London truly is a melting pot of people from all over the world as you said, but racism and xenophobia still exists… it isn’t politicised the way it is in malaysia and unity isn’t something politicians in england harp on about and brand in order to win votes.

    • I totally agree with you, TF. I think in some places assimilation has worked well, in other societies, like the Malaysia we knew before, it was quite wonderful as well (then again, one can argue that there were many problems that were waiting beneath the surface).

      But yes, it is the politicising that ruins everything in my opinion. But that also comes from the people – we allow these kinds of politicising to happen, we play to the rhetorics and we react through insecurity and defensiveness.

  5. Having recently been to NYC, I heard more accents there than I did in London. Seems to be it a bigger mix over there than in London.

    I’m what some would call a banana. For me, I feel its a shame I don’t speak Chinese/Mandarin but I am not ashamed. Having said that, I did unintentionally teach myself Cantonese by watching lots and lots and lots and lots of HK shows (3 hours a day, 5 days a week). Haha!

    Eight generation Chinese? Wow.

    • Thanks for your observation Amanda. I suppose this might also be true in many other cosmopolitan cities.

      I’ve been to NY a couple of times, but this never occurred to me during my visits. Maybe it’s because I was only there for a few days, or I only visited the touristy areas so I expected the cacophony of different accents already. Maybe it was just too busy that everything became static noise.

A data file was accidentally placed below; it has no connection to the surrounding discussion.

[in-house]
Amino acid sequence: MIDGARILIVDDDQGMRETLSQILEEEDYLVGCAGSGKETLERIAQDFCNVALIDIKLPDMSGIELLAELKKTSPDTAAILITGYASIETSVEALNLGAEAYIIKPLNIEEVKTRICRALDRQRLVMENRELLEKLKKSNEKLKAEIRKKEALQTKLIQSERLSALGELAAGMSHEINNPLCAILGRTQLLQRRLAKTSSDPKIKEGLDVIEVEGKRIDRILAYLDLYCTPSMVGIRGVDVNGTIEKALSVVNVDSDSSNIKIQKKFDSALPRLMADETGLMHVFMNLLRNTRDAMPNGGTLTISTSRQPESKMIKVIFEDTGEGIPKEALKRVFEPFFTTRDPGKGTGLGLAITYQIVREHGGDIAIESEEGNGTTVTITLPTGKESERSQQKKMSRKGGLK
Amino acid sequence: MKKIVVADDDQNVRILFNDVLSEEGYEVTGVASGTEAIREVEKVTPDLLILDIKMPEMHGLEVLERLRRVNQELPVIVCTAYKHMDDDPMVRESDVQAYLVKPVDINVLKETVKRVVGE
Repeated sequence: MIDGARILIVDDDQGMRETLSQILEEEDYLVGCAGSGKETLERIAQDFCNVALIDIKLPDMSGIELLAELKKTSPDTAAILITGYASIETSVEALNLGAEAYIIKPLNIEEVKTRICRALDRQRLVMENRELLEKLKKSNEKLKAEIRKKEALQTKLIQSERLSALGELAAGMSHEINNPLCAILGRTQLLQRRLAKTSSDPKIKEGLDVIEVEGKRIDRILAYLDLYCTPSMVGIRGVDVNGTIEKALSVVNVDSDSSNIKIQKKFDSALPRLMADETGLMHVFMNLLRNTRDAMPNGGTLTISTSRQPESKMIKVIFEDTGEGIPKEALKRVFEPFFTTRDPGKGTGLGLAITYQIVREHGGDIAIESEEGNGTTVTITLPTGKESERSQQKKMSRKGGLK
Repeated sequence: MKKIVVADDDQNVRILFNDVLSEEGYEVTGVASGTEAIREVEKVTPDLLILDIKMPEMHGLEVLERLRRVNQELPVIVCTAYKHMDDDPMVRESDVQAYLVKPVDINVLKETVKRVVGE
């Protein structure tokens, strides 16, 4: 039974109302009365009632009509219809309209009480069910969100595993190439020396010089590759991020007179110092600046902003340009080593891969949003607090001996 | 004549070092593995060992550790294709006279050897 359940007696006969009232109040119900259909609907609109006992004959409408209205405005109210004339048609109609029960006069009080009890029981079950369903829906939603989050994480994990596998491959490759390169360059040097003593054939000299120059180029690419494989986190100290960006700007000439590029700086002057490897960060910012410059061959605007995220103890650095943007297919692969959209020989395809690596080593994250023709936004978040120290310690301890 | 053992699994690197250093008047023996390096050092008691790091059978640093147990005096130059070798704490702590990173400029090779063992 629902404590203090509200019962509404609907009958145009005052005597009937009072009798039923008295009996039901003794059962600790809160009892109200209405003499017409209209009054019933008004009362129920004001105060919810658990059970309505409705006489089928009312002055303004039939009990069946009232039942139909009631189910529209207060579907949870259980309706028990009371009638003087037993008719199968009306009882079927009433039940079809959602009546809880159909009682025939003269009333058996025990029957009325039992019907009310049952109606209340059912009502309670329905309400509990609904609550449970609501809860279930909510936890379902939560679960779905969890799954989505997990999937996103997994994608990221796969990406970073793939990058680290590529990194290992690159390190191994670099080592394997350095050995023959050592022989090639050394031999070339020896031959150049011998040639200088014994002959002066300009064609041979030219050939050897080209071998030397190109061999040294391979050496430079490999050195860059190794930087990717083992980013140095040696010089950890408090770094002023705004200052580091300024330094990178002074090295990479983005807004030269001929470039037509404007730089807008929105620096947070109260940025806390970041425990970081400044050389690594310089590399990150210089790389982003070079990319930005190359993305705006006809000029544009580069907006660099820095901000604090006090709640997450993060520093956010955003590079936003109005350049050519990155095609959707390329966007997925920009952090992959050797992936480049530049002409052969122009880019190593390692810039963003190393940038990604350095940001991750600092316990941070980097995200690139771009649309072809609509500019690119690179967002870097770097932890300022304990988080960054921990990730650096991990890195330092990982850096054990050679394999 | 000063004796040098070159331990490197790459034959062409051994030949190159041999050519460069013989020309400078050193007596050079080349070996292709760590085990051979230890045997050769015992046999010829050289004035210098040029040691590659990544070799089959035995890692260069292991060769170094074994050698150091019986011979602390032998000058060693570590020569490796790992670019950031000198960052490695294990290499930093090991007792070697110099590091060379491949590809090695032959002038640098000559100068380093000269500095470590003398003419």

But I wonder if it is also different in that I think most of the “accents” belong to visitors in New York (beisdes, of course, foreign workers and migrants like in any country). I suspect that London is different in that there are a lot of residents who come from Europe (due to the EU pact) and as such, appears a bit more distinct to me.

      As for the banana label, yes I am very familiar with it. :) And your line about shame and ashamed I think captures what I feel as well. I did try to take Mandarin lessons, though, but to no avail!

      And yes, eighth generations. I challenge anyone – politicians or otherwise – to tell me to my face that I should “go back to where I come from”. 😛

  6. nice one, niki. now, if only some of us (especially politicians) back here in Malaysia start to think and speak as Malaysians first and not as Malays, Chinese, or Indians.

    • I hear you. It’s hard though, considering our history and bad habits that are so deep rooted in our political system, but we have to remain optimistic that it will happen.

  7. William responded:

    · Reply

    I’m Chinese Malaysian but I cant speak Chinese either. I had bothered me for years and I did try learning. I felt the same that I couldn’t identify myself much with my culture and it did make me feel left out a lot. Eventually I learned that it’s more important of who you are as an individual than identifying yourself within the confinement of your culture or race. Nice to know not all us ‘bananas’ are alone.
    Funny enough, I’m in London for awhile too and I’m absolutely loving it.

    P.s: Cycling the parks are awesome.

  8. Mrjinjang responded:

    · Reply

    No Nkki, there is a big difference in UK there is no NEP. In Malaysia there is legally sanctioned state racism. Also don’t forget May 13 when innocent unarmed Chinese were targeted by Gov. instigated militia.

    Repent for these things and you might see a different Malaysia